Polio in the African Region, Issue 1 (August 2023)
Aug 04, 2023
World + 17 more
The Polio Lab Network in Africa is a critical component of the Global Polio laboratory network (GPLN), it plays a critical role in the detection and monitoring of polioviruses in the region. The polio laboratory network has made significant progress in Africa in recent years.
The polio laboratories network in Africa consist of 16 World Health Organization (WHO) supported laboratories actively working towards achieving GPLN accreditation. A key focus of ongoing efforts is expanding the workforce while ensuring timely and high-quality services. Other than Zimbabwe, all polio laboratories are actively engaged in diagnosing polio from sewage samples. However, discussions are underway to establish an Environmental Surveillance laboratory in Zimbabwe, marking a significant advancement in the region’s capabilities. Further, the laboratories have shown progress in critical areas, such as swift protocol adjustments to detect the novel oral poliovirus vaccine before its deployment in Supplementary Immunization Activities (SIAs). Laboratory personnel play a dynamic role in Outbreak Response Assessments (OBRAs), actively contributing to recent assessments in countries including Tanzania, Ethiopia, Mozambique, and Zambia.
Successful refurbishment projects have been accomplished, exemplified by completing the Nigeria Ibadan Polio Lab refurbishment and establishing a substantial solar power facility at the Nigeria Maiduguri Polio Lab, both projects supported by the Bill & Melinda Gates Foundation (BMGF).
The momentum for laboratory capacity strengthening persists through the provision of essential equipment, such as Real-time PCR Machines and Genetic Analysers, along with specific supplies and reagents across all 16 laboratories.Notably, working with WHO HQ, the Dubai Hub ensures a consistent and streamlined provision of laboratory supplies, facilitating operational excellence.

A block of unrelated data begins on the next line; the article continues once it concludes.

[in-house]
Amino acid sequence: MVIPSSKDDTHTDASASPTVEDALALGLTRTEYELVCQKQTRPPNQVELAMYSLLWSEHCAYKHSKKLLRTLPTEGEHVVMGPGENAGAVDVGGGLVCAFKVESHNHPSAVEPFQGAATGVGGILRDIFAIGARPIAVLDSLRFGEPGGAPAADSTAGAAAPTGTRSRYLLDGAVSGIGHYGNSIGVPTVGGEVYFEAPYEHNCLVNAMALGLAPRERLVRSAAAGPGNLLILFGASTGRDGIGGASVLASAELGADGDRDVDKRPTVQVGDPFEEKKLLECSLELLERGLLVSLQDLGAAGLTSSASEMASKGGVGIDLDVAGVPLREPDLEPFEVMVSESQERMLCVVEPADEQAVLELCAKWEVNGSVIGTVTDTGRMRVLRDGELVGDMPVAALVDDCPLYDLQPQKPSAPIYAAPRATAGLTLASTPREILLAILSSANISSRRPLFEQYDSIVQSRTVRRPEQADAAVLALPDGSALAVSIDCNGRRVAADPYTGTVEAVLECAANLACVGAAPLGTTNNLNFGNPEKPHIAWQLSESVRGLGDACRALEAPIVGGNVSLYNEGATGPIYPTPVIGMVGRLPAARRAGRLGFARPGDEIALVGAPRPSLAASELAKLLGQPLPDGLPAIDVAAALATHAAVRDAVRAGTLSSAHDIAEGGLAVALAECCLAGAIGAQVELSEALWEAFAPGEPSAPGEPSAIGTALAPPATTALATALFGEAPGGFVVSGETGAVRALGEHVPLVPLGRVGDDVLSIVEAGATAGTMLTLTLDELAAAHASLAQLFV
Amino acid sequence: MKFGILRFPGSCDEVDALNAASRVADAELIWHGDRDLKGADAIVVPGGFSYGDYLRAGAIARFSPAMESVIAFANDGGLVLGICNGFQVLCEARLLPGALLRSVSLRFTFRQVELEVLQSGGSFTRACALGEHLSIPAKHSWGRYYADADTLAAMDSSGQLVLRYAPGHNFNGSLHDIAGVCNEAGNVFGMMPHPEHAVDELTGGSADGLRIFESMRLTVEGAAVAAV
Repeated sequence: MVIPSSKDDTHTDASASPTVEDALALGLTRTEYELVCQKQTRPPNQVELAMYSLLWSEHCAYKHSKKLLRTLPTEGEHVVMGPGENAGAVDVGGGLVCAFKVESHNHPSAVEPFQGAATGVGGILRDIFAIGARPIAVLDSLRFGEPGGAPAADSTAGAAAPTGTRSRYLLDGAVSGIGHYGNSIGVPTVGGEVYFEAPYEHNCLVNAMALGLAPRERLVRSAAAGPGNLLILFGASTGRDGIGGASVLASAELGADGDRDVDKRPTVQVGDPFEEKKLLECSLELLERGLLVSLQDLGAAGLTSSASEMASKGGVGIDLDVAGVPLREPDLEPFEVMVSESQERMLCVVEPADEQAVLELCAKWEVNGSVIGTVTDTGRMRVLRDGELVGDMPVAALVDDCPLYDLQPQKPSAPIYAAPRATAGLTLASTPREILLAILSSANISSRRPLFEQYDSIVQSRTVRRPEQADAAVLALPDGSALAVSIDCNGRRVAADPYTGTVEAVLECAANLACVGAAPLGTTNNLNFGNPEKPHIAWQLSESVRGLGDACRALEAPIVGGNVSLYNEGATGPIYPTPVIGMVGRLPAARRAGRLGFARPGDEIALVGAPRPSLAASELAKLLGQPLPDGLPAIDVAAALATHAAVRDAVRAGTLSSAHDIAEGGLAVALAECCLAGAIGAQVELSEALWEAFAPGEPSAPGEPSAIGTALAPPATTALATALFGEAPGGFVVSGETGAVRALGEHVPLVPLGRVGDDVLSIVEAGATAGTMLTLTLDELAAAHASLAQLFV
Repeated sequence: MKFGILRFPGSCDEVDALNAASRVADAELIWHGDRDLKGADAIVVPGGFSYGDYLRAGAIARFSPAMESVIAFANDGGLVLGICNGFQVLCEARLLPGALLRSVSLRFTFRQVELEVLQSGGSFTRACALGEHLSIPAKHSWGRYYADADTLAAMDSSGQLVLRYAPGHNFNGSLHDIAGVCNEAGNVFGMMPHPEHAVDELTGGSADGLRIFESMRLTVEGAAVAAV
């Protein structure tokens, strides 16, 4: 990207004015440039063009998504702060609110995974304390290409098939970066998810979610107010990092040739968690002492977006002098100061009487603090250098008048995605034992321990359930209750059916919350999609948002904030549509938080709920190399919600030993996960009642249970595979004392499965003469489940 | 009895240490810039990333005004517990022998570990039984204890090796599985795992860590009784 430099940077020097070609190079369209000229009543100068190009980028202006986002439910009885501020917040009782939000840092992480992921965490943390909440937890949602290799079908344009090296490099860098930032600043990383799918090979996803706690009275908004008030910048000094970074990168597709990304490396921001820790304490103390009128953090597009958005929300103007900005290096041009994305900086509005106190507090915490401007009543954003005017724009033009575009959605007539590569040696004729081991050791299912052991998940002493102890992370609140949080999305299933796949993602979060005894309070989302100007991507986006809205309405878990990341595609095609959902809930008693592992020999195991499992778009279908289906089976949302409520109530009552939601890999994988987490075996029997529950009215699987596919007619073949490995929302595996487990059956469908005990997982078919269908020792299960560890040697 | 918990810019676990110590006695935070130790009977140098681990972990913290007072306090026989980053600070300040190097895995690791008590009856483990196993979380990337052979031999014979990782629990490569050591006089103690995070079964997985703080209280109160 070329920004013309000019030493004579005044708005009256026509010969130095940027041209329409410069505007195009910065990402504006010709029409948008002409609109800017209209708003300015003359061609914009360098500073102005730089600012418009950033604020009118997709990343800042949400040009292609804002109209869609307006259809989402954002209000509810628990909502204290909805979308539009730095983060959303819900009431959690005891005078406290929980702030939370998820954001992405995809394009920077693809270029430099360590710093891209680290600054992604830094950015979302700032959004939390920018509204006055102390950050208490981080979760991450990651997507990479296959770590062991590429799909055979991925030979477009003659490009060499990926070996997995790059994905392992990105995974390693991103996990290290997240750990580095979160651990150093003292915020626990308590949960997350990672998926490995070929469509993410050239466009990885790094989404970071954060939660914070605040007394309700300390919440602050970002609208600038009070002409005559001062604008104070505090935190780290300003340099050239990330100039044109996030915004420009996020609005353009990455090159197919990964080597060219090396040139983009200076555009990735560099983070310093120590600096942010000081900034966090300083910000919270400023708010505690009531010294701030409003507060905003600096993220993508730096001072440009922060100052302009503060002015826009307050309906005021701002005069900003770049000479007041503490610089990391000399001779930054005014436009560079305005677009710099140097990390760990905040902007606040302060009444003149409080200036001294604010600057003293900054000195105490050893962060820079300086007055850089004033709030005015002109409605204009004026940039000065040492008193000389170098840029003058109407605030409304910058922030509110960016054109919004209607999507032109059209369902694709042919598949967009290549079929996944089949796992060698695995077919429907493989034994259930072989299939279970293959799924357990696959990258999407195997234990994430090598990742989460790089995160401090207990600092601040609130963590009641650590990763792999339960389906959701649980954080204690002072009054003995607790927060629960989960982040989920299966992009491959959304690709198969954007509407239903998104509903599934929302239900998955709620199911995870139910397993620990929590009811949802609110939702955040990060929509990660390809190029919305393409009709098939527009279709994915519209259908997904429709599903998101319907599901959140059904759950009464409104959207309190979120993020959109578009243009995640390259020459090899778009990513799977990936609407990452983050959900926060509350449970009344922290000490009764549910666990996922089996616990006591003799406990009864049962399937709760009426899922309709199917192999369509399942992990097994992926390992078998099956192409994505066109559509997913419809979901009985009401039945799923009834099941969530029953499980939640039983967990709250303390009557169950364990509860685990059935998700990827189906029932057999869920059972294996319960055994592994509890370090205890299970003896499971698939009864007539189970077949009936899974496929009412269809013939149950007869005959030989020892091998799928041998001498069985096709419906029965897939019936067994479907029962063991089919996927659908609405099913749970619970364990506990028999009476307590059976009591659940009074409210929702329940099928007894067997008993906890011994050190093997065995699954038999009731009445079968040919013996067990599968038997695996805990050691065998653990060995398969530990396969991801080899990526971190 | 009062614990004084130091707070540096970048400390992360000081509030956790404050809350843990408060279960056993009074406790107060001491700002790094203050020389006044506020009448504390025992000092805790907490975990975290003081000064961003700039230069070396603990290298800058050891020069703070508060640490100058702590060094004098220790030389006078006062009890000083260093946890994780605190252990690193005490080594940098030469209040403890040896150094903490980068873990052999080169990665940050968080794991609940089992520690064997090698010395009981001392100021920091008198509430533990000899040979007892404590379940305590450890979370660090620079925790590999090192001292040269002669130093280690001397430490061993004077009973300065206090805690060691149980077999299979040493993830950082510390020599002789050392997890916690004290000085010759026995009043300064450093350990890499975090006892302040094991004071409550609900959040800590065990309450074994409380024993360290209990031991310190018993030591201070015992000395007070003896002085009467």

As the network expands its efforts, challenges emerge. One pressing challenge is managing an escalating workload with limited resources stemming from the rise in Environmental Surveillance (ES) sample collection sites, pilot testing of polioviruses through Direct Detection (DD), and expanding sequencing capabilities to some laboratories in the region.
Enhancing lab facilities is another priority area, necessitating refurbishing some laboratories and reconstructing others that have seriously deteriorated. During the COVID-19 Pandemic, the network encountered significant stockouts due to heightened demand for laboratory supplies and the redirection of resources to address pandemic-related needs.
To navigate these challenges and further progress, the network has outlined several strategic actions. Expanding and enhancing lab infrastructure, along with enhanced workforce, are paramount. This will require securing increased funding and support from both governments and international organizations. Ensuring the punctual delivery of supplies, including reagents and equipment for direct detection and sequence detections.
The network aims to finalize the recruitment of additional lab staff to effectively manage the heightened workload. Establishing central hubs in Ghana and South Africa for efficient supply stockpiling is a proactive measure, ensuring immediate supply availability for labs in the region. Furthermore, assistance will be provided for lab refurbishment in laboratories that have not yet received such support. The network is committed to facilitating isolate shipment from National polio labs to regional sequencing labs, facilitating comprehensive sequencing efforts.
In addition, the network will aid in the establishment of a new Environmental Surveillance laboratory in Zimbabwe, expanding the region's capabilities. Focused on operational efficiency, ongoing refurbishment projects, including those in Ethiopia and other regions, will remain a priorityDownload ReportOverviewProgressChallengesWay Forward